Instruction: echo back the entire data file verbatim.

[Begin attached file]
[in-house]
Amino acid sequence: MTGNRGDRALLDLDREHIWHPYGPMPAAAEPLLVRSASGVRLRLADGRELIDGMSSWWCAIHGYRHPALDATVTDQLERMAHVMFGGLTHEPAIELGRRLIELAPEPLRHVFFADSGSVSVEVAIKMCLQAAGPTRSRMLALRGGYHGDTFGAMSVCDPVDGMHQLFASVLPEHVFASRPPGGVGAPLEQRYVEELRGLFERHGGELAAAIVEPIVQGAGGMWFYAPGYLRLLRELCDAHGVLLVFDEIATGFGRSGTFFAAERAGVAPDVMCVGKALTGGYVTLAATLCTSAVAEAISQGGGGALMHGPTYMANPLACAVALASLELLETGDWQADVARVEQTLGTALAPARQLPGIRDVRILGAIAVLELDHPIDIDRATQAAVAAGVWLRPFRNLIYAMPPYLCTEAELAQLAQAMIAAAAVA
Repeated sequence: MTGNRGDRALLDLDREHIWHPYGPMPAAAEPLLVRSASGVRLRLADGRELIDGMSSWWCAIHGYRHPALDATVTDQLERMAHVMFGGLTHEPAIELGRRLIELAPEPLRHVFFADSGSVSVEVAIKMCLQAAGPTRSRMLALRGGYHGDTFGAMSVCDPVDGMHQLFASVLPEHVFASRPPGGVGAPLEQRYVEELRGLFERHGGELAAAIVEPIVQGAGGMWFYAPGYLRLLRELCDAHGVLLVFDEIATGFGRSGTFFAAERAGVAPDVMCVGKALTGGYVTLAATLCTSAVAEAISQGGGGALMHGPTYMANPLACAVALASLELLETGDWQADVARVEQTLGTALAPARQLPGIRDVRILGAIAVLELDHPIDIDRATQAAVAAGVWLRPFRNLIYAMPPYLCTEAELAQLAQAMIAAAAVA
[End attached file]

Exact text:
[in-house]
Amino acid sequence: MTGNRGDRALLDLDREHIWHPYGPMPAAAEPLLVRSASGVRLRLADGRELIDGMSSWWCAIHGYRHPALDATVTDQLERMAHVMFGGLTHEPAIELGRRLIELAPEPLRHVFFADSGSVSVEVAIKMCLQAAGPTRSRMLALRGGYHGDTFGAMSVCDPVDGMHQLFASVLPEHVFASRPPGGVGAPLEQRYVEELRGLFERHGGELAAAIVEPIVQGAGGMWFYAPGYLRLLRELCDAHGVLLVFDEIATGFGRSGTFFAAERAGVAPDVMCVGKALTGGYVTLAATLCTSAVAEAISQGGGGALMHGPTYMANPLACAVALASLELLETGDWQADVARVEQTLGTALAPARQLPGIRDVRILGAIAVLELDHPIDIDRATQAAVAAGVWLRPFRNLIYAMPPYLCTEAELAQLAQAMIAAAAVA
Repeated sequence: MTGNRGDRALLDLDREHIWHPYGPMPAAAEPLLVRSASGVRLRLADGRELIDGMSSWWCAIHGYRHPALDATVTDQLERMAHVMFGGLTHEPAIELGRRLIELAPEPLRHVFFADSGSVSVEVAIKMCLQAAGPTRSRMLALRGGYHGDTFGAMSVCDPVDGMHQLFASVLPEHVFASRPPGGVGAPLEQRYVEELRGLFERHGGELAAAIVEPIVQGAGGMWFYAPGYLRLLRELCDAHGVLLVFDEIATGFGRSGTFFAAERAGVAPDVMCVGKALTGGYVTLAATLCTSAVAEAISQGGGGALMHGPTYMANPLACAVALASLELLETGDWQADVARVEQTLGTALAPARQLPGIRDVRILGAIAVLELDHPIDIDRATQAAVAAGVWLRPFRNLIYAMPPYLCTEAELAQLAQAMIAAAAVA